A physical barrier can be as simple as how to physically get into a building or follow directions when signs are written in English. Further, needing to read and understand legal documents is hard enough in someone’s native language. 

In Georgia, there are currently 32,337 pending immigration cases backlogged in the courts, according to TRAC, a nonpartisan data research organization.

“A lawyer can’t expedite your claims to the top of that list, but a lawyer may know how to navigate which avenues of relief are available to you but also which ones might move more quickly,” Meals said.

One form of relief is asylum, a request someone makes when they come to the U.S. and fear returning to their home country. Another term that’s very similar to an asylee is a refugee, the main difference being that a refugee usually requests protection while still in their home county.

Many asylees have fears such as death threats, torture, imprisonment, discrimination or threats to their family. Asylum can be seen as an eventual path to citizenship because after a year under asylum, they can apply for lawful permanent residence or a green card, and then eventually for citizenship.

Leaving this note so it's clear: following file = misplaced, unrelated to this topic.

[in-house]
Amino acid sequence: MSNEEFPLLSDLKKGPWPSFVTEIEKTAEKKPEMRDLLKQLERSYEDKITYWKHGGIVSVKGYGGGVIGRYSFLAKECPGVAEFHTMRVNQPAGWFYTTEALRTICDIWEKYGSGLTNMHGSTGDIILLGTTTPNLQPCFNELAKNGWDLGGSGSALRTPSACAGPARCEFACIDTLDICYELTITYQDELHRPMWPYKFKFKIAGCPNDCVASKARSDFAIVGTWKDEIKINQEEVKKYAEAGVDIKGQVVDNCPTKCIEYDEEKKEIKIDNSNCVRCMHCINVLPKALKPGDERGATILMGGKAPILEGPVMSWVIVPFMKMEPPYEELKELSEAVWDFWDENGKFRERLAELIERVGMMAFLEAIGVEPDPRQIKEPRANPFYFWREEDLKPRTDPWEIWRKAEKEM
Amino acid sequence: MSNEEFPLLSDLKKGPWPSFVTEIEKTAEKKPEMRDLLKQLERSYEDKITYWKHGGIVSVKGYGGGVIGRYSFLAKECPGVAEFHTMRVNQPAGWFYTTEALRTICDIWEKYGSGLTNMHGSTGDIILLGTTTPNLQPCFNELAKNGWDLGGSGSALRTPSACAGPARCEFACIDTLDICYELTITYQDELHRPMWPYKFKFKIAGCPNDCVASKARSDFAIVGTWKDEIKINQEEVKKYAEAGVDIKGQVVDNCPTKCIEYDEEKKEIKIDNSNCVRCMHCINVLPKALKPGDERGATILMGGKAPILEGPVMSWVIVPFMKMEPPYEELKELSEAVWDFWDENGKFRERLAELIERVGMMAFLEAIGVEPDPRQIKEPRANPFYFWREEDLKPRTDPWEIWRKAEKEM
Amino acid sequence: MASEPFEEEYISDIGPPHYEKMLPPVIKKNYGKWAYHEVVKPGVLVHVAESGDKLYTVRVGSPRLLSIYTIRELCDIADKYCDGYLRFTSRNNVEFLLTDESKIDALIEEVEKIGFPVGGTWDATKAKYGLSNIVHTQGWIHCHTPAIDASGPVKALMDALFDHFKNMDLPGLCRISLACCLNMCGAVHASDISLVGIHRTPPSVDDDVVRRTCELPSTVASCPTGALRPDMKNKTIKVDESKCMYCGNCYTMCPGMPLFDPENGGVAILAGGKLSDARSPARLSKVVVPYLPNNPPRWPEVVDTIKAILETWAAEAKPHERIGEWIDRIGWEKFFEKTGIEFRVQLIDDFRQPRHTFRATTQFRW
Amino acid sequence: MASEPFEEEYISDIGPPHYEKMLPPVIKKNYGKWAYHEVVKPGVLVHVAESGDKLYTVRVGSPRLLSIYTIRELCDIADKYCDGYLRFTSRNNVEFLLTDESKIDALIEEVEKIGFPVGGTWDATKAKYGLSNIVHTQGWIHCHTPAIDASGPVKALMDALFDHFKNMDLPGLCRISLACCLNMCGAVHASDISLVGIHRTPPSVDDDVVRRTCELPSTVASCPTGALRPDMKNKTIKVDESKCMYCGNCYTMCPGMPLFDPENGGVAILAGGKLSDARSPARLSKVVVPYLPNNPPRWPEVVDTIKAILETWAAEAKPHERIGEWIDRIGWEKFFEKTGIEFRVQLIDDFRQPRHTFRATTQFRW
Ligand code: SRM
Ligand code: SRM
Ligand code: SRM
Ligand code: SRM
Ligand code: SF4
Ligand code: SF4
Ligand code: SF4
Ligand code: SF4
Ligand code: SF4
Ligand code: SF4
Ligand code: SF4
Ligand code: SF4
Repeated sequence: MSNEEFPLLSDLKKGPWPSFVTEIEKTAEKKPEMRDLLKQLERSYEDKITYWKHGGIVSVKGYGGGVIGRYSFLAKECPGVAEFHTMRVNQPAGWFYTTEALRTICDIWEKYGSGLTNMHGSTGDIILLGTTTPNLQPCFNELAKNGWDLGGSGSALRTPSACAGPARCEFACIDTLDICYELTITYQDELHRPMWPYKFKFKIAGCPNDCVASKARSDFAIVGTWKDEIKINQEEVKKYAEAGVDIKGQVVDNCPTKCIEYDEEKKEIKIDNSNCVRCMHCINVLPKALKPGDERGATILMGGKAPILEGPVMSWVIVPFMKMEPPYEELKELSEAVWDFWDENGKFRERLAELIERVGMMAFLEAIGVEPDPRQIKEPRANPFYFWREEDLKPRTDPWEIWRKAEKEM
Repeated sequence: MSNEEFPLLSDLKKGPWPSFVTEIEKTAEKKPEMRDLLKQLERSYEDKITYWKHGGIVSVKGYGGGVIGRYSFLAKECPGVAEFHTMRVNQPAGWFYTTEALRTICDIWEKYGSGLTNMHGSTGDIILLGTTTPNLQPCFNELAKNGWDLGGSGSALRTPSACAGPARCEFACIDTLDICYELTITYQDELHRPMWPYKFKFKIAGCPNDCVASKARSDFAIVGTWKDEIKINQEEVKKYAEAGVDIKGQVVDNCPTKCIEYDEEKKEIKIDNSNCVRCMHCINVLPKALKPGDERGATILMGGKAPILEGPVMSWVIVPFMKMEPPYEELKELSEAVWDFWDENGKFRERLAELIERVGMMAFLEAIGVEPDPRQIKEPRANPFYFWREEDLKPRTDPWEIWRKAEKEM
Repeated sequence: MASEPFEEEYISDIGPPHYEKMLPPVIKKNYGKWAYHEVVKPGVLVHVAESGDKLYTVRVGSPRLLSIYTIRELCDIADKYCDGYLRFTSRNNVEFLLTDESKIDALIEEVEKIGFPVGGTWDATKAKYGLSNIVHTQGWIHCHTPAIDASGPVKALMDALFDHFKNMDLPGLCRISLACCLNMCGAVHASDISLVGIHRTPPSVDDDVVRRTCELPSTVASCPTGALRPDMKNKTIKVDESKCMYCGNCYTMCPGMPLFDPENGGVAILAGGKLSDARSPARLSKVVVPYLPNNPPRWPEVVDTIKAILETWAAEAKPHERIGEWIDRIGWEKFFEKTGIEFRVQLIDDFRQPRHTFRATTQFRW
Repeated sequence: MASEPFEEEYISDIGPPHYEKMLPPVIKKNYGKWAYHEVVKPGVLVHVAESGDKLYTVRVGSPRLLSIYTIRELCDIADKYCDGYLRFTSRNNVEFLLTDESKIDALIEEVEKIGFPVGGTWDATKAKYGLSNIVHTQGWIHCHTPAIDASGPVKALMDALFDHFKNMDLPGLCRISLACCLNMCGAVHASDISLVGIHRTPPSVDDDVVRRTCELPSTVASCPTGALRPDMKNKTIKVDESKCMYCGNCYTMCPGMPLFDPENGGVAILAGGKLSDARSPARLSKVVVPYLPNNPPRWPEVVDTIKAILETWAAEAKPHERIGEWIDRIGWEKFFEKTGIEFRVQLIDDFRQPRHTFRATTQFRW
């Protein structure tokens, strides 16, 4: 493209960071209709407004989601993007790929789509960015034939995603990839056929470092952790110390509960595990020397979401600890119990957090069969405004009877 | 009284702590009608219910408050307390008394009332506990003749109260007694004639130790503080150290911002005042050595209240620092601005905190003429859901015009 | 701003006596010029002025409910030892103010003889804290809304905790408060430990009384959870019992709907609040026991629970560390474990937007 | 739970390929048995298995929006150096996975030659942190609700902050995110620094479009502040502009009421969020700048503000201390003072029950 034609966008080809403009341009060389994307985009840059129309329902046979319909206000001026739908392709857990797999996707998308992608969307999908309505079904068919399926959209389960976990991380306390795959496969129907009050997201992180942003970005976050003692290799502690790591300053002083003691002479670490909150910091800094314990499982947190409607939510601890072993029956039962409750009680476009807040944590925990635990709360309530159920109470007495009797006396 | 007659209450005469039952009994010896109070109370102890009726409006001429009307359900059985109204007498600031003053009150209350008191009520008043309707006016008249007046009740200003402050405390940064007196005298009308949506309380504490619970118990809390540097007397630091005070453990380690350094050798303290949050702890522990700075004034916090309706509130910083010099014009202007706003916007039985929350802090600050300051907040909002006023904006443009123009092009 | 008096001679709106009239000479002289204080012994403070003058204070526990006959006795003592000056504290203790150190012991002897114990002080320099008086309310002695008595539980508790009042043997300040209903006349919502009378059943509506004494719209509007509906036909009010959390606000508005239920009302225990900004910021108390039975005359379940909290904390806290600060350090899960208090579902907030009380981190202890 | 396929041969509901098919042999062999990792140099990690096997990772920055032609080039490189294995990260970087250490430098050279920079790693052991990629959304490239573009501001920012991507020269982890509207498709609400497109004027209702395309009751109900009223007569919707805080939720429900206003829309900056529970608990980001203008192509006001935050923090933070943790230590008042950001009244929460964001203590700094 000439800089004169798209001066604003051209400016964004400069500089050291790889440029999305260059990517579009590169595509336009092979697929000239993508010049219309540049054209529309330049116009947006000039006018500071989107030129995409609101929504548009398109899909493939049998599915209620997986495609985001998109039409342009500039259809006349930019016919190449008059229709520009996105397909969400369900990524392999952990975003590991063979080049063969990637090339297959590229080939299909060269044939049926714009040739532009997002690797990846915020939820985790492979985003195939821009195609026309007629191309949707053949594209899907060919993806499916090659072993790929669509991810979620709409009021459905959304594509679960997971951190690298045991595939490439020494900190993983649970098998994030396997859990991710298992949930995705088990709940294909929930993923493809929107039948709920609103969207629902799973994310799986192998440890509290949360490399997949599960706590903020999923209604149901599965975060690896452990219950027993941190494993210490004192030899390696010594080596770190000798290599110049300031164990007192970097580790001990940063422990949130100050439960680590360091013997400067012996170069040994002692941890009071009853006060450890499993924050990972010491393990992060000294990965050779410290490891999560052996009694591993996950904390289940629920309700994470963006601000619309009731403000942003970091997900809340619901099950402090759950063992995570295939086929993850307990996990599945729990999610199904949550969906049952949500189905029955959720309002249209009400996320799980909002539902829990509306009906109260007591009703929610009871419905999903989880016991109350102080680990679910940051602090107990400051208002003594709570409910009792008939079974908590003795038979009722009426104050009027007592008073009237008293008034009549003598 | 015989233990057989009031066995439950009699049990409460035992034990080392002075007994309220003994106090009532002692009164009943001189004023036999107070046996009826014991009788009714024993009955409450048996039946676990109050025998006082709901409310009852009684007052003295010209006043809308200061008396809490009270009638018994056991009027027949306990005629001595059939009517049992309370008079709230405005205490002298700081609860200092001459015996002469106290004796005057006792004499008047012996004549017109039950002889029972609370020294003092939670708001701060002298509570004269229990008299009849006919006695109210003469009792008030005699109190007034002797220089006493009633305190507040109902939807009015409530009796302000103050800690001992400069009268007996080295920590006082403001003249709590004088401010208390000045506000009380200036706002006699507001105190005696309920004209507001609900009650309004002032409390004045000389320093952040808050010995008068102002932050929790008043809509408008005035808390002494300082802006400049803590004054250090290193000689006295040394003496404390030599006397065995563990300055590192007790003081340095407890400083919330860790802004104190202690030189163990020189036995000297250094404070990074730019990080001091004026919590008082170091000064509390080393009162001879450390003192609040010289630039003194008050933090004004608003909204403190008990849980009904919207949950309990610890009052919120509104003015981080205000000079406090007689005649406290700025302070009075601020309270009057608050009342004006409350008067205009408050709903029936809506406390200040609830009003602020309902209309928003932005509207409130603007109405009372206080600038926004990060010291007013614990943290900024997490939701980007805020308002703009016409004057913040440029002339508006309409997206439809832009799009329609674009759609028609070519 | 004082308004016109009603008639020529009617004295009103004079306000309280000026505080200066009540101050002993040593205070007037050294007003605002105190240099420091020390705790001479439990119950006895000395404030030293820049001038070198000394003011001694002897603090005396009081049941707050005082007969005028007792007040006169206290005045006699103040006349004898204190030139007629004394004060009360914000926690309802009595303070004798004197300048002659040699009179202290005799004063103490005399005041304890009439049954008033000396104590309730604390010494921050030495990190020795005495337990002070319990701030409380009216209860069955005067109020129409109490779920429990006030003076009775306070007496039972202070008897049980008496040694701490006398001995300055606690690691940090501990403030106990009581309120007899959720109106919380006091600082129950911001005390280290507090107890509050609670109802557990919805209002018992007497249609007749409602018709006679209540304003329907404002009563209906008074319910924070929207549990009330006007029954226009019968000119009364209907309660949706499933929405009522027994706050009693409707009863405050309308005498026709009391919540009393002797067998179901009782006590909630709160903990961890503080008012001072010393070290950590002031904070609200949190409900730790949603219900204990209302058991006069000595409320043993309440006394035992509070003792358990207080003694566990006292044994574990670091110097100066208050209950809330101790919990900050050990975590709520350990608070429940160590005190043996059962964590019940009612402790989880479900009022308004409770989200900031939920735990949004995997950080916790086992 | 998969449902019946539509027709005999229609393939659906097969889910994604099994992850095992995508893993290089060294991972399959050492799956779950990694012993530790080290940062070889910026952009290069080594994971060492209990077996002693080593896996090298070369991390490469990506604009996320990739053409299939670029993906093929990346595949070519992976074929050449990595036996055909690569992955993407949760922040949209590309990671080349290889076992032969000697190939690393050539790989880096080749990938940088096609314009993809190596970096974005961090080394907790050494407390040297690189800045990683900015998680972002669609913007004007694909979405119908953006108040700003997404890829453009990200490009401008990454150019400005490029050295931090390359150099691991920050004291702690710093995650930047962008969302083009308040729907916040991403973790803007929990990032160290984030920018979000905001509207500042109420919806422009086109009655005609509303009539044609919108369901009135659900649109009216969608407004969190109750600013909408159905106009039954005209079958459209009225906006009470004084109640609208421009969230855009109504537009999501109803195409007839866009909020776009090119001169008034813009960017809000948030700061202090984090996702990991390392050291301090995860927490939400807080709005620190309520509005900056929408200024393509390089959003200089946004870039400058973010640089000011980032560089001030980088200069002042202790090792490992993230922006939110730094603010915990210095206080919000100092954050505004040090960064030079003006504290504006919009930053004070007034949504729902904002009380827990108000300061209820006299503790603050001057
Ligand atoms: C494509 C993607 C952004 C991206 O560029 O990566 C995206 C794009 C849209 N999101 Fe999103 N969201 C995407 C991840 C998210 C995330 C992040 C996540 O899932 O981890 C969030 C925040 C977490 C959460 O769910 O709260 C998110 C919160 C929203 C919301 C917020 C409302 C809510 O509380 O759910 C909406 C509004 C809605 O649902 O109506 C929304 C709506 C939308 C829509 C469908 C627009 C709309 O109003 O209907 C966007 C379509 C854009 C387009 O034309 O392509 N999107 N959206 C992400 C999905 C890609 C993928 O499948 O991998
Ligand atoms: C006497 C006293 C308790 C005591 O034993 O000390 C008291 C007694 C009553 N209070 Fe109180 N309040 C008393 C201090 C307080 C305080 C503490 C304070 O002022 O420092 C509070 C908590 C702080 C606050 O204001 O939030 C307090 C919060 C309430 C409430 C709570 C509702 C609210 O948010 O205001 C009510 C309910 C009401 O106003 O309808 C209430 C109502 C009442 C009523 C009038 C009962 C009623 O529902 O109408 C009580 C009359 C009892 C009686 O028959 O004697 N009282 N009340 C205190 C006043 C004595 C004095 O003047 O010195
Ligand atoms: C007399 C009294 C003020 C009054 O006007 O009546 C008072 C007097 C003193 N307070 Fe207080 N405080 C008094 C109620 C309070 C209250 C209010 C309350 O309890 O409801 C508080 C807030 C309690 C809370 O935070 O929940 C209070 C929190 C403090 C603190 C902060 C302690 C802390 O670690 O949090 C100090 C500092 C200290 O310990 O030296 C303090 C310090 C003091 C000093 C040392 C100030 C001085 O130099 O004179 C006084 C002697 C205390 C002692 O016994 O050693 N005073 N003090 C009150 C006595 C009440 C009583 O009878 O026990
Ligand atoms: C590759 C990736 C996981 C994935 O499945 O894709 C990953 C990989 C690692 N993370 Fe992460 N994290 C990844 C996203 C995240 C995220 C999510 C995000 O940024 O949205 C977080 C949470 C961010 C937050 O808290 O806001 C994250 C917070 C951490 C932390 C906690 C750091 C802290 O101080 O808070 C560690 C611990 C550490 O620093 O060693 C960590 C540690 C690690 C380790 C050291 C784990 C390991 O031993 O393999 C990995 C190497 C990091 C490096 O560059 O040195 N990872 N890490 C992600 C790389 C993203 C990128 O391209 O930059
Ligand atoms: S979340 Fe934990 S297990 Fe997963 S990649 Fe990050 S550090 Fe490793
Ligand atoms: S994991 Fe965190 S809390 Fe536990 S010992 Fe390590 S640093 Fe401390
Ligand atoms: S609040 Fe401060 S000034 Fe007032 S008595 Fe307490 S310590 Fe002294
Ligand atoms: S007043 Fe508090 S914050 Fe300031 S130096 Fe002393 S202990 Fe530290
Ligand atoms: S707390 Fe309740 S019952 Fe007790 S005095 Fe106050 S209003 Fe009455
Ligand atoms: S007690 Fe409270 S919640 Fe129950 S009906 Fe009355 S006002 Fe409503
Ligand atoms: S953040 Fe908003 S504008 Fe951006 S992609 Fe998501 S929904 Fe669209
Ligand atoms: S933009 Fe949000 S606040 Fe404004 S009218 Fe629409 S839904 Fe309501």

Under President Donald Trump, efforts have been made to limit the number of migrants seeking asylum by restricting who can apply. Detaining migrants while they await their court proceedings has been used to serve as a deterrent for others thinking of applying. 

“There’s nothing illegal about coming to the border and saying ‘I fear for my life in my home country and I would like to seek asylum,’” Ngara said.

Each of these barriers become compounded when someone is held in a detention center while their case is pending. Meals explained access to the contacts, documents and evidence someone needs to support their claims is immensely difficult when inside detention. 

For a pending asylum claim, it’s even harder because detainees are essentially cut off from the government agencies they need to rely on to prove the conditions of their home country.

“It’s basically impossible to do that from immigration detention here,” Meals said.

According to the Southern Poverty Law Center, one in six immigrants detained in the Southeast have no access to legal counsel. But with an attorney, they’re 10 times more likely to win their case.